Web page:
Protecting Your Ideas and Inventions
Patents | Trademarks | Copyright | Trade Dress | Trade Secrets
When you’ve come up with a better mousetrap, or written the Great American Novel, you want to know that your creative efforts are protected and that no one else can benefit from your hard work without your permission. The founding fathers agreed, which is why they specifically allowed for patent and copyright protection in the U.S. Constitution.
At The Legal Café, we can put you in touch with an experienced intellectual property lawyer, someone who can help you take the right steps to fully benefit from your creative work. Complete our online form or visit us at the Café at 114 Main Street in the courthouse district in Fort Worth.
The Most Common Ways to Protect Your Intellectual Capital
There are three principal tools you can use to safeguard your ideas or inventions:
- Patents – A patent gives the holder the exclusive right, for a limited period of time, to determine who manufactures, sells, uses, or distributes a specific invention. The current term of a patent is 20 years from the date of the patent application. There are different types of patents—utility patents, design patents, and plant patents. The most commonly issued patent is the utility patent, which includes machines, processes, manufacturing methods, unique compositions of matter or materials, and improvements of an existing idea. To qualify for a patent, the invention must meet three criteria:
- It must be novel or new, unknown, or unused before this invention;
- It must have utility or be functional in some way; and
- The invention must not be obvious.
Patents are applied for through the U.S. Patent and Trademark Office. A patent-holder has the right to bring an infringement lawsuit against anyone who uses the patented item without permission.
Trademarks – The primary function of a trademark is to protect the goodwill of your business. Trademarks protect distinctive words, images, slogans, logos, symbols, and other objects or devices used to identify products in the marketplace. Trademarks are issued in potentially unlimited 10-year periods, but you must prove that you are actually using the mark to renew protection.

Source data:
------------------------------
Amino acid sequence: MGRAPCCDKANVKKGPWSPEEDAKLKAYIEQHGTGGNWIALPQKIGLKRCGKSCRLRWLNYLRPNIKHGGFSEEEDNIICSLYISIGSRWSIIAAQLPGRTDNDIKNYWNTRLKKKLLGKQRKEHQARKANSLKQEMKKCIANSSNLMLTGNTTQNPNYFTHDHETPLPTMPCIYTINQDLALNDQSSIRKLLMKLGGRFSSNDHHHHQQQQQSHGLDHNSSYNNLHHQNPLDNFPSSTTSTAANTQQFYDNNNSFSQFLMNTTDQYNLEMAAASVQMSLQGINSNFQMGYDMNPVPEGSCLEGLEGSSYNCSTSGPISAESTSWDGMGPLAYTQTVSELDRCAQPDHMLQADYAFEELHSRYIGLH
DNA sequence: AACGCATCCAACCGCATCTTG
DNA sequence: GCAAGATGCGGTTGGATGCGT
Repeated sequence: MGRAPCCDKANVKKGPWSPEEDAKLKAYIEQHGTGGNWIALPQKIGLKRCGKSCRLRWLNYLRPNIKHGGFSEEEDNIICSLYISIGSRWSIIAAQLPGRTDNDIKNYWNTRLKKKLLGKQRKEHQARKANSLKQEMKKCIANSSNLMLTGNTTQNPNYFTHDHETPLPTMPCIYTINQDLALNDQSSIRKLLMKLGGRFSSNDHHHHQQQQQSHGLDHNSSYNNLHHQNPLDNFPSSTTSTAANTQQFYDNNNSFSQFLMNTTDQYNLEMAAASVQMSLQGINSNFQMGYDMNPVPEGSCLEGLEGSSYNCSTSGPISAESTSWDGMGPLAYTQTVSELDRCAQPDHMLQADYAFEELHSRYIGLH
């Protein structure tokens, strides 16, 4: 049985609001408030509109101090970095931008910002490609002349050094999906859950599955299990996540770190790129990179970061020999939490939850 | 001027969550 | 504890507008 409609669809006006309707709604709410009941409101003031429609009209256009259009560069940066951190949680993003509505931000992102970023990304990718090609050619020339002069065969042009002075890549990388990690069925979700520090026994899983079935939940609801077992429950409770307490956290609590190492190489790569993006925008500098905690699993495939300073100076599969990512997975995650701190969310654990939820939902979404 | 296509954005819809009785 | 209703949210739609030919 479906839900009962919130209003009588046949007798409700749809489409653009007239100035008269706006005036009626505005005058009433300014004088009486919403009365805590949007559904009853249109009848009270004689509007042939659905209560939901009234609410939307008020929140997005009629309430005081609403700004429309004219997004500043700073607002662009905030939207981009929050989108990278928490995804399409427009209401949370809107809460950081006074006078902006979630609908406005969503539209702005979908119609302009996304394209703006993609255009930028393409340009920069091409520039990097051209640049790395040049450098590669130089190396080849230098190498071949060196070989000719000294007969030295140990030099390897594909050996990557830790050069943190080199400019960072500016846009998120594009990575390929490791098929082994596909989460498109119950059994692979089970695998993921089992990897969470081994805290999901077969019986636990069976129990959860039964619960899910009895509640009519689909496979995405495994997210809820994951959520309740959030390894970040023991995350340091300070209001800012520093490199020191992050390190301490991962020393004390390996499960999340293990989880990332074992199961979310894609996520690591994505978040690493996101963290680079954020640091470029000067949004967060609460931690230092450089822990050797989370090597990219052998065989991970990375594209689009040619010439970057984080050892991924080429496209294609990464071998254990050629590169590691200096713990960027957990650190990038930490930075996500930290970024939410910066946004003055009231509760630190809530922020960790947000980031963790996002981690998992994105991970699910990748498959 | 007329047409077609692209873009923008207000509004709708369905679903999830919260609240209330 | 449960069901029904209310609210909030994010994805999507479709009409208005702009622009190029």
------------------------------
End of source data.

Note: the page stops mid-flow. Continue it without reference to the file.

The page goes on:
To qualify for a trademark, you must show that the proposed mark is either “inherently distinct,” or that you have established “secondary meaning” in the mark. An inherently distinct mark is one unlike any other found in the marketplace—a made-up name for a product, for example. Secondary meaning typically arises because of advertising or other marketing efforts—it’s when consumers see a common term and associate it with your product. Examples include “Whopper” and “Holiday Inn.”
Trademarks are also obtained through the U.S. Patent and Trademark Office. The owner of a trademark has a legal right to demand that unauthorized users cease and desist, and to recover compensation for unauthorized use.
Copyrights – Copyright protects the expression of an idea, but not the idea itself. Copyright is considered to subsist, which means it goes into effect immediately upon the creative expression of an idea. You can, however, register a copyright with the U.S. Copyright Office, which will give you extra protection. The term of copyright protection, which has increased over the last 225 years, is currently “life of the author plus 70 years,” which means that the copyright will continue to be held by the creator’s estate for 70 years after his or her death.
It’s a common misperception that you must put a copyright mark on your work to receive protection. There are only three requirements to qualify for protection:
- You must show a work of authorship;
- The work must be original; and
- The work must be fixed in a tangible medium.
Copyright protects a wide range of creative expressions, including musical, literary, artistic, and dramatic efforts, such as novels, poetry, non-fiction, news reporting, movies, songs, paintings, sculpture, and other artistic mediums. It also protects computer software, architecture, and certain design, such as furniture.
To connect with an experienced intellectual property attorney today, fill out our online form or stop by the Café.
Lesser-Known Intellectual Property Tools
As the laws of intellectual property have developed and expanded, new strategies have evolved to help protect inventions and idea:
- Trade secrets – Trade secrets typically involve confidential information about a business product or service and are customarily protected through confidentiality or non-disclosure agreements. The recipe for Coca-Cola has long been protected as a trade secret. The owners of a trade secret maximize protection of the secret by requiring anyone with access to it to sign a binding agreement not to use or divulge the information without permission. When that happens, the owner may sue for breach of contract.
- Trade dress – The trade dress of a product is its physical appearance in the marketplace, including its packaging. A competitor who intentionally copies the distinct physical look of a product and/or its packaging in an effort to confuse the buying public as to the source of the goods may be held to violate the owner’s trade dress rights. Trade dress is enforced under the Lanham Act, a federal law that protects against unfair business practices.
Come to The Legal Café Today
We have the tools and resources to help you find the right lawyer to protect your creative ideas or inventions. Complete our online form or visit the Café to start the process.